Senate debates

Thursday, 19 October 2006

Trade Practices Legislation Amendment Bill (No. 1) 2005

Consideration of House of Representatives Message

12:26 pm

Photo of Glenn SterleGlenn Sterle (WA, Australian Labor Party) Share this | Hansard source

Mate, I tell you, I hold up pretty well, especially on a Thursday. I would like to share my thoughts with honourable members opposite, especially Senator Fielding. As Senator Conroy said, there are some 10,000 transport workers who are owner-drivers. They are in small business—they are a cross between a small businessman and an employee—but they have very expensive tools of trade. What usually happens is that contractors go out there and hock their family home. They have the first payment for the truck and all of a sudden they are given anywhere between $50,000 and $350,000 or $400,000 to buy a vehicle.

While these vehicles are being kept busy running up and down the highway, owner-drivers and their partners and the women in transport do not have the ability to go one on one and negotiate with big business. There is a misconception that small business operators in the transport industry have the luxury of knocking on the boss’s door and saying: ‘Hey, boss, fuel’s gone up and tyres have gone up. I need a pay rise.’ ‘No worries; sure, you’ve got it. Go away.’ It does not happen like that.

Very clearly, a lot of truck drivers and small business contractors rely on the Transport Workers Union to negotiate for and on behalf of them in every state of Australia. Senator Conroy was being generous in his speech when he said there were 10,000. I dispute that. I say there are a heck of a lot more. But there are also a heck of a lot more small business owner-drivers in the transport industry who rely on unions to negotiate their conditions and remuneration and who are not members of the Transport Workers Union. They do not have a baseball bat put to their head to say that they have to be a member of the Transport Workers Union. It does not work that way. But those that are represented by the Transport Workers Union have to rely on these guys to do the dealings for them. They are too damn busy to do it themselves. They are up and down the highway trying to pay off an investment they are not getting a proper return for.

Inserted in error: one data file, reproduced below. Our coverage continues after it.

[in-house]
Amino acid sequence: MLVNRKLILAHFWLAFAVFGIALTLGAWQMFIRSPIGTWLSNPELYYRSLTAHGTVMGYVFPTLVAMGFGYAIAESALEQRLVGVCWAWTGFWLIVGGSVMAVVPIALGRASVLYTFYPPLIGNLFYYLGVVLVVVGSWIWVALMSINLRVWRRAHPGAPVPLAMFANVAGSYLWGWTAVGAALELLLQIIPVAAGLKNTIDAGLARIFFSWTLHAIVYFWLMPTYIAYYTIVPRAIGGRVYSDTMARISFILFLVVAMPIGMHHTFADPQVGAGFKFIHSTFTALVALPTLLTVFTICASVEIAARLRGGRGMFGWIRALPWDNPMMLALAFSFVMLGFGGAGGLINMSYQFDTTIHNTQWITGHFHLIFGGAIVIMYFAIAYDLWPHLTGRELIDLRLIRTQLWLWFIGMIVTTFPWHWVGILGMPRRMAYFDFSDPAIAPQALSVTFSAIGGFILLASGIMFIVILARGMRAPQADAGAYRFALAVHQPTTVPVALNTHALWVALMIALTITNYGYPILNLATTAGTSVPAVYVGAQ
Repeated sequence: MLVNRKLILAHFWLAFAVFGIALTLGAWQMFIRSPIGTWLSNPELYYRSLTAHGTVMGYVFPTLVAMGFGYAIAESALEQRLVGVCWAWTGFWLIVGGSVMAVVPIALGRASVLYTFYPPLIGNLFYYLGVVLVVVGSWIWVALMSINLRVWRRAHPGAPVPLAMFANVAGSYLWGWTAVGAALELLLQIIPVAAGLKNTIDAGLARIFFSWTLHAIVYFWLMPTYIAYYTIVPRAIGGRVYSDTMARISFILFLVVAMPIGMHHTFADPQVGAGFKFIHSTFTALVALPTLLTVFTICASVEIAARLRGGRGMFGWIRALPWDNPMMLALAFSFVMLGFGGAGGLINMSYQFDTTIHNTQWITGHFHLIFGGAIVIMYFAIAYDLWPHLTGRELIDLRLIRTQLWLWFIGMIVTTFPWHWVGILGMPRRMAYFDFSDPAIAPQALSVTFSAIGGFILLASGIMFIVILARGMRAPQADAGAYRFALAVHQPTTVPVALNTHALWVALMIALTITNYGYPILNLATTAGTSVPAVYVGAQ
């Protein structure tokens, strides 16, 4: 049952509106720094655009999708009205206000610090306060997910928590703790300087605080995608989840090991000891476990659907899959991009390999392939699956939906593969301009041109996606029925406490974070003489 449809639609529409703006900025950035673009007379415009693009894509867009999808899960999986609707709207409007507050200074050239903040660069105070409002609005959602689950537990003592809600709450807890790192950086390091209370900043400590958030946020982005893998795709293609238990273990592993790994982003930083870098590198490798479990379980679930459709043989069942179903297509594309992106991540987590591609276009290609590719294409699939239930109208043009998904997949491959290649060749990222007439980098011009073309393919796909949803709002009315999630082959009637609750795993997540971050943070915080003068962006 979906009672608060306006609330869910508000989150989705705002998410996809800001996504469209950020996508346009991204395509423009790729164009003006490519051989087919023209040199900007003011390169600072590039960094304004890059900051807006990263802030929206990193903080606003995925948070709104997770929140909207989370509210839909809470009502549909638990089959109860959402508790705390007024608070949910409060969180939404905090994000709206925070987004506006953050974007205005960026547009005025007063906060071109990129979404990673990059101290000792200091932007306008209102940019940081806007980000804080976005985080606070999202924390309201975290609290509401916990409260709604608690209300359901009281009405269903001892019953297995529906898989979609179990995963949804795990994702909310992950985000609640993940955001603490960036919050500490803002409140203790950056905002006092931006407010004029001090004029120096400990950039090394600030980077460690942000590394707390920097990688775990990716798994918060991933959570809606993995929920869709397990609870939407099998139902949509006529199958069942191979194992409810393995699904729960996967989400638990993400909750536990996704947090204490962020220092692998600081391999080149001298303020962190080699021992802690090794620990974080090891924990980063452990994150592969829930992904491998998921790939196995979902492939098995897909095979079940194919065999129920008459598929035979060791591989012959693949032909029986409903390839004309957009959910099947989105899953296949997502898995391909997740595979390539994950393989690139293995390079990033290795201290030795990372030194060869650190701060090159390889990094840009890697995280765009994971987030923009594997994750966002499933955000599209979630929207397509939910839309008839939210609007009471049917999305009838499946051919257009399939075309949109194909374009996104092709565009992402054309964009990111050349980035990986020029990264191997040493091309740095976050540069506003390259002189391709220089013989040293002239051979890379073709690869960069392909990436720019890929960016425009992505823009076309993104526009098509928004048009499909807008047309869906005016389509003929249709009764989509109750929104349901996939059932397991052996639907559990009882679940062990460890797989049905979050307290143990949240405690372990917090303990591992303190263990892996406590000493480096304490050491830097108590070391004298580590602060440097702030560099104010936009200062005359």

Big business will exploit them. Make no doubt about that. Through you, Mr Temporary Chairman, I would like to say to Senator Fielding that I would like to see the family impact statement. And if you ever visit Western Australia, Senator Fielding, I would love to take you out to Kewdale and Welshpool, the trucking centres of that great state of Western Australia, and have you explain to the subcontractors out there that because of your vote this bill has gone through and they can no longer have the union negotiate for and on their behalf while they are up the road working day and night trying to pay off an investment to keep the wolves away from the doors. Senator Fielding, I know that you are still on the phone but I urge you to read the Hansard so you do not miss anything. It is your vote that will do this. It is your vote. You changed your mind. I would love to hear your input to this debate. I would love you to tell us why you changed. Then I would love to see you front up to the small business people of Australia.

Thousands of small businesses—and not only in the transport industry—have the ability to engage unions to negotiate for them on their behalf. Schedule 1, on page 17 of the bill, talks about unions and says that a union, or any official of a union, cannot under any circumstance represent or make application to negotiate. I pose the question to honourable senators opposite: what if a group of small business men were to engage the Hell’s Angels? Would they be able to come in and negotiate for them, on their behalf? Is that what would happen?

I strongly urge all senators opposite to be very aware of what they will be voting on today. They should not take their right-wing ideological view of the world—‘we can stamp out the unions’—but think about the small business people who rely on unions to negotiate for and on their behalf. Senator Fielding will take away that right today. After he walks out of this chamber I am sure he will be reminded on many occasions by many small business people what he has done to them.

This bill is absolutely no win for small business people. This bill will help the big end of town. In the trucking industry, God help us when Toll start pulling out this bill and whacking their subcontractors—and not only Toll. I use Toll as an example because they are the largest employer of subcontractors in this country. A multitude of transport companies who have subcontractors will rip up their subcontractors’ conditions and the contractual arrangements they have had with them and whack them around the head with the bill: ‘This is the law now. You can’t use a union. You have a $350,000 investment to pay off, so we will tell you what you will work for. If you don’t like it, tough, because the law—with the help of Senator Fielding and others—says that we can do this to you.’ I strongly urge Senator Fielding to put his case, through you, Mr Temporary Chairman. I am dying to hear Senator Fielding’s reasons as to why he has done this spectacular backflip and why he is happy to side with the government to put through this obnoxious bill. And, supporting comments made by Senator Milne, I am dying to see the family impact statement.


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